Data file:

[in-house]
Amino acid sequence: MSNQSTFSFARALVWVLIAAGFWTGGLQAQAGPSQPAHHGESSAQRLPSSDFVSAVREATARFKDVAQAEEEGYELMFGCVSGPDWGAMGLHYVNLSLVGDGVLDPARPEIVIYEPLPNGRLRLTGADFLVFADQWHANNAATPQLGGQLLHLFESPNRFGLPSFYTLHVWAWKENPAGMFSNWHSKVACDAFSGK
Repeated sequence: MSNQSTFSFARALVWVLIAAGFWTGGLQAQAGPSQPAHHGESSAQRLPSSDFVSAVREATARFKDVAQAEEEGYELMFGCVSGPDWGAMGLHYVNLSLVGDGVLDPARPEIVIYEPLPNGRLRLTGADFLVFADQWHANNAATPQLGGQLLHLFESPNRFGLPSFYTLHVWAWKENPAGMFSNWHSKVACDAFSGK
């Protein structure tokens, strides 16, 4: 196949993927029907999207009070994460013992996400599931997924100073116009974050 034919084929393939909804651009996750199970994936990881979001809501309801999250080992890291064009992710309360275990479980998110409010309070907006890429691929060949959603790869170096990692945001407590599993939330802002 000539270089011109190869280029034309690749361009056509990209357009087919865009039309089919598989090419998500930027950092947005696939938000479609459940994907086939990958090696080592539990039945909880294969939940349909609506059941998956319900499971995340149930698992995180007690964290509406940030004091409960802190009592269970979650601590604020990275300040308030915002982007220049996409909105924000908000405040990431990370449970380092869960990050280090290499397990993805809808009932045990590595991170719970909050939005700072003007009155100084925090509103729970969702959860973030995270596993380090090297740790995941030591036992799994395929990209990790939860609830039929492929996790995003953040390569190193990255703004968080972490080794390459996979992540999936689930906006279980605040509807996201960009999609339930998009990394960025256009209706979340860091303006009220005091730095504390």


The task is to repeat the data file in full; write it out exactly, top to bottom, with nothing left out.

[in-house]
Amino acid sequence: MSNQSTFSFARALVWVLIAAGFWTGGLQAQAGPSQPAHHGESSAQRLPSSDFVSAVREATARFKDVAQAEEEGYELMFGCVSGPDWGAMGLHYVNLSLVGDGVLDPARPEIVIYEPLPNGRLRLTGADFLVFADQWHANNAATPQLGGQLLHLFESPNRFGLPSFYTLHVWAWKENPAGMFSNWHSKVACDAFSGK
Repeated sequence: MSNQSTFSFARALVWVLIAAGFWTGGLQAQAGPSQPAHHGESSAQRLPSSDFVSAVREATARFKDVAQAEEEGYELMFGCVSGPDWGAMGLHYVNLSLVGDGVLDPARPEIVIYEPLPNGRLRLTGADFLVFADQWHANNAATPQLGGQLLHLFESPNRFGLPSFYTLHVWAWKENPAGMFSNWHSKVACDAFSGK
């Protein structure tokens, strides 16, 4: 196949993927029907999207009070994460013992996400599931997924100073116009974050 034919084929393939909804651009996750199970994936990881979001809501309801999250080992890291064009992710309360275990479980998110409010309070907006890429691929060949959603790869170096990692945001407590599993939330802002 000539270089011109190869280029034309690749361009056509990209357009087919865009039309089919598989090419998500930027950092947005696939938000479609459940994907086939990958090696080592539990039945909880294969939940349909609506059941998956319900499971995340149930698992995180007690964290509406940030004091409960802190009592269970979650601590604020990275300040308030915002982007220049996409909105924000908000405040990431990370449970380092869960990050280090290499397990993805809808009932045990590595991170719970909050939005700072003007009155100084925090509103729970969702959860973030995270596993380090090297740790995941030591036992799994395929990209990790939860609830039929492929996790995003953040390569190193990255703004968080972490080794390459996979992540999936689930906006279980605040509807996201960009999609339930998009990394960025256009209706979340860091303006009220005091730095504390």